And then I did them. With the help of no fewer than six people operating my feelings like delicate machinery – breaking down the tasks into their smallest parts, forgiving me for bailing on lunch, listening to me say over and over again how hard everything feels and how unhappy I am and giving me their voices and sadnesses and fears in return. We reaped our ghost fields. We piled our ghost sheaves, ground them, made bread of them, and fed each other.

I can only speak for myself. But today has been much better.

I'm aware, writing this, that it's the second week in a row that I've leaned into a narrative arc that concludes hopefully on a Friday, a sort of deeply melodramatic TGIF. This is unintentional and embarrassing! But it's important to me to recognize both the reality of what I felt and the reality that exists independently of those feelings – the mirror image of feeling profound love for an idea of autumn and being crushed by its material conditions. That the contradiction resolves itself, ultimately. That the light in autumn is diminished, not unmade. That we're all just doing our best.

Tell me, if you will, about things that are making you happy: books, TV, games, walks, birds, whatever comes to mind. (Is anyone playing the ACNH expansion? WE CAN COOK NOW!) I'd love to know.

Wishing you all a comforting weekend,

Amal


Postscripts:

  • I'm going to be in Montreal tomorrow and Sunday, in the general vicinity of folk attending the World Fantasy convention. This'll be the first foray into con-going life I've made post-panini, and it hardly even counts; I didn't get a membership, and am just turning up to meet friends. But if you see me in the lobby and want to say hi, please do! Even if I'm wearing a mask, you'll know me by the flowers in my hair.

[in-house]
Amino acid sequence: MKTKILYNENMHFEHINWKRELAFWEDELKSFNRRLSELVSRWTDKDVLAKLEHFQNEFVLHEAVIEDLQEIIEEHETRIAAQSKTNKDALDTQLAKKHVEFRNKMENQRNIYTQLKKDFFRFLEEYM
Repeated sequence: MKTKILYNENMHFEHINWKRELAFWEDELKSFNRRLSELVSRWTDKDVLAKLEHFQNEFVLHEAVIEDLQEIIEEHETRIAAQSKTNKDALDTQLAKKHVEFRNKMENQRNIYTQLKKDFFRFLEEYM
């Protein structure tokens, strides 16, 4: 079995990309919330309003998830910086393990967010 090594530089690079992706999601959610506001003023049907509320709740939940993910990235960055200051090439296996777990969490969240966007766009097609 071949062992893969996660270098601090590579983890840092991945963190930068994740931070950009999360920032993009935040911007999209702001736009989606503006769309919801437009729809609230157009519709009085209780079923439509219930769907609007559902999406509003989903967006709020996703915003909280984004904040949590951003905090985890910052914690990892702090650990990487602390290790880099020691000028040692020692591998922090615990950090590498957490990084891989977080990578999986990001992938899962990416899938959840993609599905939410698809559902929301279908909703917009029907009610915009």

• Helena Fitzgerald is one of my favourite living essayists, writes a newsletter called griefbacon, and recently wrote about November and ghosts in a way that absolutely wrecked me. If you’re not already subscribed and want to cry on a semi-regular basis about music, seasons, cities, and the never finished work of growing up, I can't recommend it enough.
  • Fonda Lee is one of my favourite living novelists, and wrote a succinct and necessary essay about pernicious social media dynamics from a writer/reader angle that I consider crucial. I might write more about this; I certainly think about it almost constantly. In the meantime, have you pre-ordered Jade Legacy? I am 3 work-books away from getting to tuck into it I cannot wait.
  • Portrait of the author as a fond cozy-sweater-season fool absolutely refusing to wear a jacket like a normal human:
a photo of me wearing jeans, running shoes, and a chunky hoody with the hood pulled up over my head, on top of which is a poncho-like woolly scarf garment with a giant ribbed turtleneck obscuring most of my face. It is inelegant and hilarious.

A close-up on my ludicrously pleased but mostly obscured face, eyes looking mischievously off to the side.